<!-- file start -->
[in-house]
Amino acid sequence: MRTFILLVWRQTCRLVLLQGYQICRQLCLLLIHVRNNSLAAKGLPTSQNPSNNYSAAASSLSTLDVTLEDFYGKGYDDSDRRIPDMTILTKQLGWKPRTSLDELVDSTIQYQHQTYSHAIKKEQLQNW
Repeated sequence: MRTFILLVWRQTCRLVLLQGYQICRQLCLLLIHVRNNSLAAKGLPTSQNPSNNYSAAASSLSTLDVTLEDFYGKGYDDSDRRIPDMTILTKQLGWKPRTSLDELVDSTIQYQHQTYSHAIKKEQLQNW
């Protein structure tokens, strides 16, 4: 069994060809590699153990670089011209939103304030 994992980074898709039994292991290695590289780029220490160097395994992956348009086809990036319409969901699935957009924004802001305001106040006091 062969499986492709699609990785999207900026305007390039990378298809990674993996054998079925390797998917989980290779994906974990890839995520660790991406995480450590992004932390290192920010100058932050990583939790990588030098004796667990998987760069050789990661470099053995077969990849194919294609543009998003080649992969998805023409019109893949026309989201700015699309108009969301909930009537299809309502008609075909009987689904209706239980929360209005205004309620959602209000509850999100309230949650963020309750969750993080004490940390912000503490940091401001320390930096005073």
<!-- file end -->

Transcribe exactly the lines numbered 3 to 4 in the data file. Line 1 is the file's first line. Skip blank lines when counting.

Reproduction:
Repeated sequence: MRTFILLVWRQTCRLVLLQGYQICRQLCLLLIHVRNNSLAAKGLPTSQNPSNNYSAAASSLSTLDVTLEDFYGKGYDDSDRRIPDMTILTKQLGWKPRTSLDELVDSTIQYQHQTYSHAIKKEQLQNW
């Protein structure tokens, strides 16, 4: 069994060809590699153990670089011209939103304030 994992980074898709039994292991290695590289780029220490160097395994992956348009086809990036319409969901699935957009924004802001305001106040006091 062969499986492709699609990785999207900026305007390039990378298809990674993996054998079925390797998917989980290779994906974990890839995520660790991406995480450590992004932390290192920010100058932050990583939790990588030098004796667990998987760069050789990661470099053995077969990849194919294609543009998003080649992969998805023409019109893949026309989201700015699309108009969301909930009537299809309502008609075909009987689904209706239980929360209005205004309620959602209000509850999100309230949650963020309750969750993080004490940390912000503490940091401001320390930096005073």